Fire Frashour Campaign Pissed but Not Surprised.
Portland, Oregon - Today the Fire Frashour Campaign released a statement concerning the reinstatement of Portland Police Officer Ronald Frashour. In 2010, Fire Frashour waged a community campaign to get Office Frashour removed from the Portland Police force, to strike the arbitration clause from the Portland Police Association's contract, and to keep the negotiations between the city and PPA open to the public. Below is their statement:
On Friday, we learned that Ronald Frashour, the Portland police sniper who murdered Aaron Campbell in 2010 is being reinstated. While we are disgusted and appalled at this news, we are not surprised.
The Fire Frashour campaign predicted when he was fired that he would return.
Frashour follows a long line of killer cops who murdered and got away with it. During the last 15 years, no Portland police officer has lost his job for killing someone.
There is plenty of blame to go around. The District Attorney is guilty because he didn't secure an indictment, despite the fact that Frashour shot and killed an unarmed man who posed no threat and wasn't even suspected of a crime. The Portland Police Association is guilty, because they defend abusive cops no matter what the circumstances. The City Council is guilty, because they approved a new police contract continuing the arbitration clause that guarantees that killer cops will return to the force.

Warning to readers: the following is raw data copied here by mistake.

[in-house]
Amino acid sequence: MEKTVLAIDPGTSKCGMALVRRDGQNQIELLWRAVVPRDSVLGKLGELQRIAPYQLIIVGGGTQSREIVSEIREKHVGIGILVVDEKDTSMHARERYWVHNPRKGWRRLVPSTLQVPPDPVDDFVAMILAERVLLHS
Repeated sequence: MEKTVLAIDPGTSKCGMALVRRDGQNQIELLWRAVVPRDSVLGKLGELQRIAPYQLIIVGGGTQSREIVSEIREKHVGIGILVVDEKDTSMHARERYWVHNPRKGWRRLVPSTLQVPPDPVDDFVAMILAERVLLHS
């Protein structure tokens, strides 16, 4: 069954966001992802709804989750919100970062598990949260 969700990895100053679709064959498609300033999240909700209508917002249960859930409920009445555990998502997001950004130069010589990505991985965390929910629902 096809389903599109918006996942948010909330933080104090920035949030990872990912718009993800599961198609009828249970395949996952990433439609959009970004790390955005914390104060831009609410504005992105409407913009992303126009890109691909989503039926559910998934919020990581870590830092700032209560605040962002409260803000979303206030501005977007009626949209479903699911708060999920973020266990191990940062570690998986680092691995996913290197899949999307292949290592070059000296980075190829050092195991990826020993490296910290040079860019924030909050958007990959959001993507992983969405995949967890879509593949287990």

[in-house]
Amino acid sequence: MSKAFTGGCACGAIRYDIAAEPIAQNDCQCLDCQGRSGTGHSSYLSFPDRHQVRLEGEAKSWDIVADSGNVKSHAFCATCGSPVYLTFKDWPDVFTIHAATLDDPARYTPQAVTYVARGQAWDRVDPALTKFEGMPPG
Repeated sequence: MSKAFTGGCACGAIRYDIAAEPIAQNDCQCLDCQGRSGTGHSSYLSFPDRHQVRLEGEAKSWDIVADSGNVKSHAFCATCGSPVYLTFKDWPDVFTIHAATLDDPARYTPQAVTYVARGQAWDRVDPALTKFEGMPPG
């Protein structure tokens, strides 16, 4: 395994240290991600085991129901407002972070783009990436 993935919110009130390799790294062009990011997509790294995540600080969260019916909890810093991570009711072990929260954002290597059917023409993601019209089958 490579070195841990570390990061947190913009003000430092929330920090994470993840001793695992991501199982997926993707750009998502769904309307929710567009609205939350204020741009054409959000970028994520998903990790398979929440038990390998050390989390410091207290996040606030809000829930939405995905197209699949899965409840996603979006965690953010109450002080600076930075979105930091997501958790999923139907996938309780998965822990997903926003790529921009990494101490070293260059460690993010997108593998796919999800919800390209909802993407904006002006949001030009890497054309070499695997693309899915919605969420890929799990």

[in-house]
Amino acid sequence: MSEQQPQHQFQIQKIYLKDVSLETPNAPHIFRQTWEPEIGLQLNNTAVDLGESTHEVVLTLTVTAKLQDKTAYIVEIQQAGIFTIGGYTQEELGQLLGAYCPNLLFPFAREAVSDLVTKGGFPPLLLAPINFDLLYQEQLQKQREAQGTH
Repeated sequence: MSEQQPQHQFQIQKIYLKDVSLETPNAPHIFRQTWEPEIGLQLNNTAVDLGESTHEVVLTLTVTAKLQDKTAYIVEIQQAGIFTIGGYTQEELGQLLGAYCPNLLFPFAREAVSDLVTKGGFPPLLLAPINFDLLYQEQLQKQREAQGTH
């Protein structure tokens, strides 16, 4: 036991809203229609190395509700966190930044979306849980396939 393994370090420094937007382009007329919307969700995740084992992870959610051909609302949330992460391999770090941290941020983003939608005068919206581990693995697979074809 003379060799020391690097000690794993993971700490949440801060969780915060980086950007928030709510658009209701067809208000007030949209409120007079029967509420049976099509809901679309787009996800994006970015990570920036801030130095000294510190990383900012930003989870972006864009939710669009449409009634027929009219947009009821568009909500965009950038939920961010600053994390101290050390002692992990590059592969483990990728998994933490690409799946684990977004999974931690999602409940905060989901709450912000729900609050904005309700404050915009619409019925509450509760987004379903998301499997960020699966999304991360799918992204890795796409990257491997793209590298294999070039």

Mayor Adams and Police Chief Reese have washed their hands of the situation. They claim that, though they tried to get Ronald Frashour fired, they just couldn't manage it. In the end, the two officials who are supposed to hold police accountable could not do so. In effect, the police have the power to kill innocent people with no fear of discipline.
The bitter truth is that this problem goes beyond this case, and beyond Portland. The shooting of Trayvon Martin in Florida and of Kenneth Chamberlain, Sr. in New York point to a deeper truth about policing in this country. Police are not here to serve and protect everyone. Their jobs are to serve and protect a very specific race and class of people and the rest of us who don't fit into that group find ourselves as suspects, criminals, and many times victims. In Trayvon Martin's case the police refuse to arrest his killer. In the case of Kenneth Chamberlain - which in so many ways resembled that of Aaron Campbell - the murderers, the police themselves, walk free. All of these cases show that the criminal justice system in no way values the lives of Black people. We do not live a "post-racial" society but rather in a country where your race can determine whether you live or whether you die.
Those of us who are not served and protected by the police need to create our own safety and accountability. The words that The Skanner published on February 15, 2010 still ring true: "[We] simply have to warn our readers away from calling the police when they are in a crisis situation. We cannot have faith that innocents won't get caught in the firing line when trigger-finger officers arrive in force. We need to start solving our own problems ... There is a sense in the community of desperation at this situation never seems to change because there are no consequences to the officers who do the shooting."